Wednesday, October 31, 2012

Happy Halloween: Creating A Monster

Zombie Photographer
Question: What's the difference between a Photoshop makeup job and a real makeup job for Halloween? Answer A: About five hours and forty minutes. Answer B: You can't wear Photoshop to a Halloween Party.

The above image took roughly 20 minutes to put together.

The actual costume I wore to Saturday night's Halloween party took considerably more time. The steps were as follows:

Mastering Blood Spatter
Step 1: Start with clothes: Getting the right amount of blood in accurate splatter patterns is important to a truly scary costume. Using a combination of two different spray bottles, misting and streaming sprays, and a paint brush gives a nice variety of blood spatter patterns.

This is where being a fan of shows like CSI and Dexter come in handy. They are educational in art of creating accurate blood spatter.

Also included in this process was rubbing dirt and grass stains into the clothes as well as ripping and shredding the clothes to age them appropriately.

Total time 1 hour.

Drying the Blood
Step 2: Let the clothes dry.

This is a big deal that can take a day or more.

Mange Look

Step 3:  Hair.

This takes some willingness to sacrifice your ego, as the image on the right dictates.

And while you won't be making a fashion statement, you will make an impact to the effectiveness of the entire costume.

This included messing with the chin-pubes as well.

Of course, after the cutting of the hair you need to a shower.

Total Time: 1 Hour

Merely a flesh wound
Step 4: The facial makeup.

My thanks go to my lovely, understanding and uber-creative wife who created this process of wound generation from tissue paper, liquid latex and makeup.

This whole wound took about a half an hour to make. There was an additional ten minutes in makeup following to blend the wound into my real skin.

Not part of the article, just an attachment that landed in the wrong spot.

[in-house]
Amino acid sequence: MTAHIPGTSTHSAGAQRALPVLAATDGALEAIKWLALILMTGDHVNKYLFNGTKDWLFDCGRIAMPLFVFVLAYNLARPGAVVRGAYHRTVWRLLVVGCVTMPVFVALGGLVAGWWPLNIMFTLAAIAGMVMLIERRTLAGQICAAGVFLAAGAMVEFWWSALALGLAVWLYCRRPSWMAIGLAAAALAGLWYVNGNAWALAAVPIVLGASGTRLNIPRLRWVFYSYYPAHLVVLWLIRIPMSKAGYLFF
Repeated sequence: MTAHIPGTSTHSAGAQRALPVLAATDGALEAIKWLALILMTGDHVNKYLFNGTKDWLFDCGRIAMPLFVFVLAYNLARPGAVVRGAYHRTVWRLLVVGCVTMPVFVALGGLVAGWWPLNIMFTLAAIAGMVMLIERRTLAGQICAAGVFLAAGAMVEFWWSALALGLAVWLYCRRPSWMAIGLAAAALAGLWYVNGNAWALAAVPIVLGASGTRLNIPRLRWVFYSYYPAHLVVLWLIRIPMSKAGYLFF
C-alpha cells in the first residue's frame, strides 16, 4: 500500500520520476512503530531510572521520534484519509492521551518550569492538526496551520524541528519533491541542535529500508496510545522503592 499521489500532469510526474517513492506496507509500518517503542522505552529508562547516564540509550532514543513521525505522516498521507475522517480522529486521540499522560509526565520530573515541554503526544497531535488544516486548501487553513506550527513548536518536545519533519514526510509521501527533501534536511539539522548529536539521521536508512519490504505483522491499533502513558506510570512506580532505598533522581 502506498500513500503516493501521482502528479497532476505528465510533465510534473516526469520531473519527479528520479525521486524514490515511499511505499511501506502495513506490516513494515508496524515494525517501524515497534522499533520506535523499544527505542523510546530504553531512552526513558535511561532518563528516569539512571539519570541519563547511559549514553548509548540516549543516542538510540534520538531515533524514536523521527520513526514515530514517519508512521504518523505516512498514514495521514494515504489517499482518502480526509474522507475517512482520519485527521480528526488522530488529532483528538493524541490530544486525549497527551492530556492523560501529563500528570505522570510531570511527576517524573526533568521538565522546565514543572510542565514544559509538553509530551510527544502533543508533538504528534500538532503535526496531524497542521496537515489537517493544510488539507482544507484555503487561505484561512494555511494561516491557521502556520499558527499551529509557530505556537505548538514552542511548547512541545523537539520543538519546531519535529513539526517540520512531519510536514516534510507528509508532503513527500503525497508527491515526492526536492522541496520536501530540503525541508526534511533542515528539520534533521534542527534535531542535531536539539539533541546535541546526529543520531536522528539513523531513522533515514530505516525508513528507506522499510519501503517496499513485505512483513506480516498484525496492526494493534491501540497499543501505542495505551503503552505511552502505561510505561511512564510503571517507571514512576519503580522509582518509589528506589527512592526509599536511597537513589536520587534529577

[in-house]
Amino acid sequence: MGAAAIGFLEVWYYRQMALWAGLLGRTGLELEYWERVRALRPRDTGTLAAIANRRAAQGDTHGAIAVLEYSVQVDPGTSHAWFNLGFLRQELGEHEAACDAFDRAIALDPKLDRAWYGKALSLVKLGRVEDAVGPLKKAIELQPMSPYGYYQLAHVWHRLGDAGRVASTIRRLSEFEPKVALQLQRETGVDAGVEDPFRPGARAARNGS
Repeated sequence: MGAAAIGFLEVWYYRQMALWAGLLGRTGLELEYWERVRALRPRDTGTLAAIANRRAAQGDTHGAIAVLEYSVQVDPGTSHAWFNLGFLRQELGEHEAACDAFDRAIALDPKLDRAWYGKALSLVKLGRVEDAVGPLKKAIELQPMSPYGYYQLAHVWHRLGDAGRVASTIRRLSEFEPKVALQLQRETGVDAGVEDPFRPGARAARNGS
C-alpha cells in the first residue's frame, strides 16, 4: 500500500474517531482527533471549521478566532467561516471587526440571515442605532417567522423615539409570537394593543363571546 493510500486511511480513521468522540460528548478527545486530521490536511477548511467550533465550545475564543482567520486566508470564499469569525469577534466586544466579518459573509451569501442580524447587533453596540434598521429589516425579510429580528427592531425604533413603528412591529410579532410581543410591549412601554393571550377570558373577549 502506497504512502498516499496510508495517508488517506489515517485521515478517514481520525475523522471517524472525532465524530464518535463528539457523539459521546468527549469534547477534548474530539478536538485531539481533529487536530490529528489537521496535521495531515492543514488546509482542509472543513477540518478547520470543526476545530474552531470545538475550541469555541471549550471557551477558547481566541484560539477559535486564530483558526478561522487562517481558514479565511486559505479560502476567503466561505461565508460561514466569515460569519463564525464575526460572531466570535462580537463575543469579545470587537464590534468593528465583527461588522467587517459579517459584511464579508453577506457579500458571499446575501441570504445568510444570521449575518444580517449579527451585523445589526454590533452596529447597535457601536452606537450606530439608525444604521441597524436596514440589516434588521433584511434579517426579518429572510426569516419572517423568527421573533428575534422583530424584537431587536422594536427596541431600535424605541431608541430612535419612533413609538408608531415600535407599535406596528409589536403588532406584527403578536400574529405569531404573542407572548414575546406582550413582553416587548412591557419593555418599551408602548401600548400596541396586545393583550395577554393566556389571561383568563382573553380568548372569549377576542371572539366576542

The initial preview of this image generated some visceral reactions from my friends on Facebook.

Exactly the reaction I was looking for.

Head Wound

The head wound was a risky choice, but one that paid off big time.

The risk was this: Liquid Latex is like gum, especially when it gets in your hair. But, look at the wound... it is simply amazing!

My wife rocked this makeup application.

This wound took about an another half an hour plus ten minutes for the makeup.

Gruesome as it looks, the application was painless.

I wish the same could be said about its removal.

After this, there was a thirty minute break because I was getting monkey-butt from sitting in the chair for so long.

Looks like it hurts
The final, most complicated wound was the head to neck gash on the left side of my face.

A similar process was used, but was one continuous stream of latex and tissue paper.

This took nearly 40 minutes to apply, plus the makeup time.

Then came the rest of the makeup.

Blood around the mouth; blood in the bald spots on my head; shadowing and general blending took another 20 minutes.

Total Time: 2 hours 10 minutes

The Bite
Of course after all that work, some photos were needed.

The Attack
Total time of application was four and half hours, plus a half an hour for Kim's bite.

Then we headed off to the party.

Total time of removal of the makeup and the latex, which definitely got in my hair, painfully in my hair, was a half an hour plus a shower for a total time of a one hour. Also, I had to finish shaving my head on Sunday for another hour, if the shower is included.

Total time: Six hours of makeup application and cleanup after the party.

Was it worth it? Completely! Because again, you can't wear Photoshop to a Halloween party.

By the way, in case you didn't guess it, I went to the party as a corporate zombie.

Happy Halloween from Creative Monkey Studios!

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